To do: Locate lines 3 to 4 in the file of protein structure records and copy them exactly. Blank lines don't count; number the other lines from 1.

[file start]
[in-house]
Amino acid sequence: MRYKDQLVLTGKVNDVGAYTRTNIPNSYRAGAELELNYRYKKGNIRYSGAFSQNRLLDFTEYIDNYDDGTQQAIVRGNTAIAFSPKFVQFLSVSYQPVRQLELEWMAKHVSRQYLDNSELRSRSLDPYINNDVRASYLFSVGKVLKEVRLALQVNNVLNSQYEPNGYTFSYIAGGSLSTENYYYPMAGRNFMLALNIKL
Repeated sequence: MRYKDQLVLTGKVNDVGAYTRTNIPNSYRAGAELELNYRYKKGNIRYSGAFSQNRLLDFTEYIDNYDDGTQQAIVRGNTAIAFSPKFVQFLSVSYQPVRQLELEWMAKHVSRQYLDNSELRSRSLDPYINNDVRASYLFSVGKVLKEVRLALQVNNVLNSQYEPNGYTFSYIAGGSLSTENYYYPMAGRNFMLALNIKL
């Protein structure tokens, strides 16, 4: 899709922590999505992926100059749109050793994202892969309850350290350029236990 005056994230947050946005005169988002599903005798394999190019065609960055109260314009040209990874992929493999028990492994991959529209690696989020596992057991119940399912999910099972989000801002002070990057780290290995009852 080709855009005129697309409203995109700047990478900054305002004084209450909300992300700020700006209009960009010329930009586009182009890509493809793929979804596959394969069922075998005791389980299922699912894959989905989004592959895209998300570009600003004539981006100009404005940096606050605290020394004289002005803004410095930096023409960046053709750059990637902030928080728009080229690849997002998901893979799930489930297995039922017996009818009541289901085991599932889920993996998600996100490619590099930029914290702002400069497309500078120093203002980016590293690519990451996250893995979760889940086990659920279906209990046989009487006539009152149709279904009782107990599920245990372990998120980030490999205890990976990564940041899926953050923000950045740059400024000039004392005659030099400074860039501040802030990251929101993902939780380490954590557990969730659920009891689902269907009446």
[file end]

Repeated sequence: MRYKDQLVLTGKVNDVGAYTRTNIPNSYRAGAELELNYRYKKGNIRYSGAFSQNRLLDFTEYIDNYDDGTQQAIVRGNTAIAFSPKFVQFLSVSYQPVRQLELEWMAKHVSRQYLDNSELRSRSLDPYINNDVRASYLFSVGKVLKEVRLALQVNNVLNSQYEPNGYTFSYIAGGSLSTENYYYPMAGRNFMLALNIKL
């Protein structure tokens, strides 16, 4: 899709922590999505992926100059749109050793994202892969309850350290350029236990 005056994230947050946005005169988002599903005798394999190019065609960055109260314009040209990874992929493999028990492994991959529209690696989020596992057991119940399912999910099972989000801002002070990057780290290995009852 080709855009005129697309409203995109700047990478900054305002004084209450909300992300700020700006209009960009010329930009586009182009890509493809793929979804596959394969069922075998005791389980299922699912894959989905989004592959895209998300570009600003004539981006100009404005940096606050605290020394004289002005803004410095930096023409960046053709750059990637902030928080728009080229690849997002998901893979799930489930297995039922017996009818009541289901085991599932889920993996998600996100490619590099930029914290702002400069497309500078120093203002980016590293690519990451996250893995979760889940086990659920279906209990046989009487006539009152149709279904009782107990599920245990372990998120980030490999205890990976990564940041899926953050923000950045740059400024000039004392005659030099400074860039501040802030990251929101993902939780380490954590557990969730659920009891689902269907009446």